Type 2 diabetes happens when the level of sugar in a person’s blood is too high. It can be controlled with medication, but also by improving your diet. The most obvious dietary change to improve the condition is to cut down on sugar, as well as other unhealthy foods. But studies have shown some other foods contain properties which can help to lower blood sugar, so it could be worth including more of these in your diet. One spice which may help to control blood sugar levels is ginger.
Ginger is the thick, knotted, underground stem of zingiber officinale plant, and is widely used as a spice and in traditional medicine.
Native to Africa, India, China, Australia and Jamaica, ginger is commonly used as a spice or flavouring agent in cooking, and as a herbal treatment for nausea and indigestion.
According to Diabetes.co.uk, a 2012 study suggested ginger may improve long-term blood sugar control in people with type 2 diabetes.
Researchers found extracts from Australian-grown ginger can increase uptake of glucose into muscle cells without using insulin, so may therefore assist in the management of high blood sugar levels.
Type 2 diabetes develops in people who either don’t produce enough insulin, or the insulin produced is rejected by the body’s cells.
Insulin is needed to transfer the sugar in the blood to the cells to be turned into energy.
In addition, research in 2009 showed two different ginger extracts – spissum and an oily extract – interact with serotonin receptors to reverse their effect on insulin secretion.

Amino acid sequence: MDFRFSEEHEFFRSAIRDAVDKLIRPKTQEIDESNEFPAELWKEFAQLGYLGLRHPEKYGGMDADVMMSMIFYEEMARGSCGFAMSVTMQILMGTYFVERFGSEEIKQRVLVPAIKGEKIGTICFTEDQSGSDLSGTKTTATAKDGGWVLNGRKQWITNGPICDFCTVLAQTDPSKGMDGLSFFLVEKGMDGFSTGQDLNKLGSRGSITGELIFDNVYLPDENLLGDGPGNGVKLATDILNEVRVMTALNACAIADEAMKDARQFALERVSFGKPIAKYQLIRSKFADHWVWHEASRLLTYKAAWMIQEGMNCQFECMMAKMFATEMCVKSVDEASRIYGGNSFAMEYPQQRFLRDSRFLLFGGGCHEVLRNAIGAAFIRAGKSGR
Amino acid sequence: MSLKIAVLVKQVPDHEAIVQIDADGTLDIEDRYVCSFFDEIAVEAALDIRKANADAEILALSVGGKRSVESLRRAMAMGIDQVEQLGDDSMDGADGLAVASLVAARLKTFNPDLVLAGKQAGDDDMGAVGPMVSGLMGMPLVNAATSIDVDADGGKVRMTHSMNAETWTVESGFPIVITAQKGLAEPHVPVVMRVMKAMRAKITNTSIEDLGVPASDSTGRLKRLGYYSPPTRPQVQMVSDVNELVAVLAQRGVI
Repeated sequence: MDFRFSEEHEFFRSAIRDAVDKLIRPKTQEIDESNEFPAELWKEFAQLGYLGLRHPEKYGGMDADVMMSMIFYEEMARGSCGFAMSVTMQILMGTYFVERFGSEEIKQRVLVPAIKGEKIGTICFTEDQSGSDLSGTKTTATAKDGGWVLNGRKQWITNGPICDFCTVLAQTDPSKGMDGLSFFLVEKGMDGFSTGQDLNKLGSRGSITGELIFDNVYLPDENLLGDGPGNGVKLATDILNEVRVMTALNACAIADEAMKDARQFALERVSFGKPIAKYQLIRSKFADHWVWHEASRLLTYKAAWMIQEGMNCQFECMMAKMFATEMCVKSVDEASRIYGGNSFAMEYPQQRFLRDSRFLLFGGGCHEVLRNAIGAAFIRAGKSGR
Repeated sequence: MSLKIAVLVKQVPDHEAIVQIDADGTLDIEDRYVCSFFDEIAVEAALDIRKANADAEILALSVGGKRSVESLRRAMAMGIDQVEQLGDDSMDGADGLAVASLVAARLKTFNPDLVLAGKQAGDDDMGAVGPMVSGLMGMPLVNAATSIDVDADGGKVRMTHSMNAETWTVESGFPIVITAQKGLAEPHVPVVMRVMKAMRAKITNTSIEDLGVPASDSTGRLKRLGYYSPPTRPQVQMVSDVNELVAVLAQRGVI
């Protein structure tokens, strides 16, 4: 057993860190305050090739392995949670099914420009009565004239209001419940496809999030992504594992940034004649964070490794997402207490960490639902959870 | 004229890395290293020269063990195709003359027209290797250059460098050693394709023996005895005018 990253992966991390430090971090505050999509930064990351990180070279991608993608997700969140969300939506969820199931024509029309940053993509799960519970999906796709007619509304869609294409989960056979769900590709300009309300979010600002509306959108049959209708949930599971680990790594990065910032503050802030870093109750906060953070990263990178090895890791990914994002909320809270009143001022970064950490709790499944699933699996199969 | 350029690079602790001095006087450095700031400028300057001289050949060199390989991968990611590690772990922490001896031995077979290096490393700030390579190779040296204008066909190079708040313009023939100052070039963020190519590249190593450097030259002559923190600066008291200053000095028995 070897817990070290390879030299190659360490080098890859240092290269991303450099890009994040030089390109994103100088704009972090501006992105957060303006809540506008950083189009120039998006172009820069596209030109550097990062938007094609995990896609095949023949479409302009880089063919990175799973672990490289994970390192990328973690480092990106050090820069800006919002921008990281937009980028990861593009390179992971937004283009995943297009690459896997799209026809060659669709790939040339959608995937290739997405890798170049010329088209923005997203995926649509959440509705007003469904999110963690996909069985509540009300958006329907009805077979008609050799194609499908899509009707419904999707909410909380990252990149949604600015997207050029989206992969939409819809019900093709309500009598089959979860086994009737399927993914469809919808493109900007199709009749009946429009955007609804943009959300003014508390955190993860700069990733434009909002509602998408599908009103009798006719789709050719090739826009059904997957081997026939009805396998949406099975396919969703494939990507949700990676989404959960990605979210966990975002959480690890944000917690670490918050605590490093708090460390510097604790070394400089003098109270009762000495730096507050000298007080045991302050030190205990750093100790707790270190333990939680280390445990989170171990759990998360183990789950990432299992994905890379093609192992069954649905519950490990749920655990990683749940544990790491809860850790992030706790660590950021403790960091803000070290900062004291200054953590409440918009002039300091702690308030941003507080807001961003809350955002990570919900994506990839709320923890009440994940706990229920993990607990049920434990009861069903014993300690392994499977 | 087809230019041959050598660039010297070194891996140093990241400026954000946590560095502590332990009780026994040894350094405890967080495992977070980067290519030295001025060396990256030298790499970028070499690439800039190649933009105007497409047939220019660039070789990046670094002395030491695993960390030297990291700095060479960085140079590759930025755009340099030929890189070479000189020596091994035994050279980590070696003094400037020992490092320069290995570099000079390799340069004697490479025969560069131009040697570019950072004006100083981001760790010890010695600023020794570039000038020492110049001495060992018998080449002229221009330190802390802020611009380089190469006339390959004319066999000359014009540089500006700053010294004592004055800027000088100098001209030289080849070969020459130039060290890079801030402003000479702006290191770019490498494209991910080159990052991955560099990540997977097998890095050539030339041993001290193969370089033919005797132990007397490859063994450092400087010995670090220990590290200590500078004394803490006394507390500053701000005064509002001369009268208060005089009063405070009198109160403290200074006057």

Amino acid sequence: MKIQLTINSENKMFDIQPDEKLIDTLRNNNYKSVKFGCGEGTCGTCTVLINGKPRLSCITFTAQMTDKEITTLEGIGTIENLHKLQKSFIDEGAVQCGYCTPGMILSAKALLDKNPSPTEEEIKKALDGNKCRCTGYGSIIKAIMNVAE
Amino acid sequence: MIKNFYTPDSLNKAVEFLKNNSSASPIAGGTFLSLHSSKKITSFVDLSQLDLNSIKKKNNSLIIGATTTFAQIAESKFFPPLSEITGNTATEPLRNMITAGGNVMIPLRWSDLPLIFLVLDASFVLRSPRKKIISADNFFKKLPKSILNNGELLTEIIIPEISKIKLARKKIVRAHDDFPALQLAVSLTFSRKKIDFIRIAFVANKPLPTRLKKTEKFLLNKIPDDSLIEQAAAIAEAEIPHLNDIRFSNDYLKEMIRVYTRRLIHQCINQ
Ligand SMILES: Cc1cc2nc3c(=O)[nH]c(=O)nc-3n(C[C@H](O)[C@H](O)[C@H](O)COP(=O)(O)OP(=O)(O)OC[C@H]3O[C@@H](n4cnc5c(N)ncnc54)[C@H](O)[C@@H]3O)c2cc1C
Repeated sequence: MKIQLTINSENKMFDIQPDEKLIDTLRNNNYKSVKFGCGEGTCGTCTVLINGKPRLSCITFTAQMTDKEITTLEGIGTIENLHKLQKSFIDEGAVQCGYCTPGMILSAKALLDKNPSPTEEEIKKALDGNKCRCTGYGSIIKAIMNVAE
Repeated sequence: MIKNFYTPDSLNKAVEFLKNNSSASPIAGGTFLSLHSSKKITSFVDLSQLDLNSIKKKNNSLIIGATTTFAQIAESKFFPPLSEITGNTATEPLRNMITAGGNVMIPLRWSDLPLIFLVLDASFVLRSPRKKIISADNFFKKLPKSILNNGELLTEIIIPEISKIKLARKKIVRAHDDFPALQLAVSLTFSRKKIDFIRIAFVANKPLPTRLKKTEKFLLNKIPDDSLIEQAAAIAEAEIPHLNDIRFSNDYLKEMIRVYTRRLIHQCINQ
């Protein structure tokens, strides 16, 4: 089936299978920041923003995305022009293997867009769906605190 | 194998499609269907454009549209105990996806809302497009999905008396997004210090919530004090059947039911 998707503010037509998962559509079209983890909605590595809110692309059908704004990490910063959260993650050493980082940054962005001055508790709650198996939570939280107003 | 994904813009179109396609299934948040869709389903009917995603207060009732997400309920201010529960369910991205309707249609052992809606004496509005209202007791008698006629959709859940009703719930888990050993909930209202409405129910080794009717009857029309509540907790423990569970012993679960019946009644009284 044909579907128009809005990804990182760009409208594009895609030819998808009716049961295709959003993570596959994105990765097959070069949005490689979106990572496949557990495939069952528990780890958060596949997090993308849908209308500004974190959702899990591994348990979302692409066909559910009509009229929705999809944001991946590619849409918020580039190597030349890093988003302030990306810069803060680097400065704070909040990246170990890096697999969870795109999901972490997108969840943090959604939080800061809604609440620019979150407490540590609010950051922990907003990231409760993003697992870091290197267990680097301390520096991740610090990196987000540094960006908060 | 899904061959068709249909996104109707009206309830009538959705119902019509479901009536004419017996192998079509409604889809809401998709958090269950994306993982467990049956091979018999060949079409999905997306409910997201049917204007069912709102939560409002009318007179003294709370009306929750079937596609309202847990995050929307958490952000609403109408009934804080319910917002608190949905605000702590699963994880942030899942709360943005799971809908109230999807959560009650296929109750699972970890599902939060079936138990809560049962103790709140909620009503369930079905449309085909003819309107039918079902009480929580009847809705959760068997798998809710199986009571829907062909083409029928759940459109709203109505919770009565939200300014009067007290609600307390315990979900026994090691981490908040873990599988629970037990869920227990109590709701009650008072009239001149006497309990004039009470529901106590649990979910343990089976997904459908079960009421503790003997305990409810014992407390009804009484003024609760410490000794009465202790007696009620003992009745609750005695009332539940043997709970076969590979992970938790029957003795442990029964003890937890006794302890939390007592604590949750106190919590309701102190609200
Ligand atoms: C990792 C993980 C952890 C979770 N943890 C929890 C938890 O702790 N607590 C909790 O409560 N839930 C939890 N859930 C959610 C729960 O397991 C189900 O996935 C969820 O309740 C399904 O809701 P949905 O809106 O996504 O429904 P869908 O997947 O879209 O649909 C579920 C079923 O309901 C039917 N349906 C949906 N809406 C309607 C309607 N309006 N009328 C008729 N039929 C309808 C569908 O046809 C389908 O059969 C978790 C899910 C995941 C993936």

Treatment with the extracts led to a 35 per cent drop in blood glucose levels and a 10 per cent increase in plasma insulin levels.
A 2010 study also revealed a small daily dose of ginger helped delay the onset and progression of cataracts in diabetic rats.
Cataracts are one of the sight-related complications of long-term diabetes.
The condition can also lead to other eye issues, as well as problems with the nerves, feet, kidneys and heart.
“It’s also worth noting that ginger has a very low glycemic index (GI),” said Diabetes.co.uk.
The GI is a rating system for foods containing carbohydrates. It shows how quickly each food affects your blood sugar level when that food is eaten on its own.
“Low GI foods break down slowly to form glucose and therefore do not trigger a spike in blood sugar levels as high GI foods do,” said Diabetes.co.uk.
Ginger can be used in cooking fresh, dried or powdered, or as a juice or oil.
Diabetes is a lifelong condition that causes a person’s blood sugar level to become too high.
There are two main types – type 1, when the body’s immune system attacks and destroys the insulin producing cells, and type 2, when the body does not produce enough insulin, or the body’s cells don’t react to insulin.
Type 2 is more common that type 1, with 90 per cent of all diabetics in the UK having type 2.
Going to the toilet a lot more than usual, especially at night, is a common sign of diabetes.
Urinating frequently is also a sign of other medical issues, such as prostate problems, so be sure to visit your GP to have diabetes confirmed.
Excessive thirst, otherwise known as polydipsia, is a classic sign of diabetes. It is linked to frequent urination.
As excess glucose builds up in the blood, the kidneys are forced to work extra hard to filter and absorb the excess sugar, and if they can’t keep up, the excess sugar is excreted in to urine, taking along fluids from body tissue.
This triggers more urination, which may leave diabetics dehydrated.
High levels of blood sugar can cause the lens inside the eye to swell, which can result in blurred eyesight.
Very low blood sugar levels can also cause blurred vision.
If you aren’t trying to lose weight, and you notice a loss of muscle bulk or the numbers on the scales drop, this could be a sign of diabetes.
This happens because insufficient insulin prevents the body from getting glucose from the blood to the cells to use as energy.
The body will then start burning fat and muscle for energy, causing weight loss.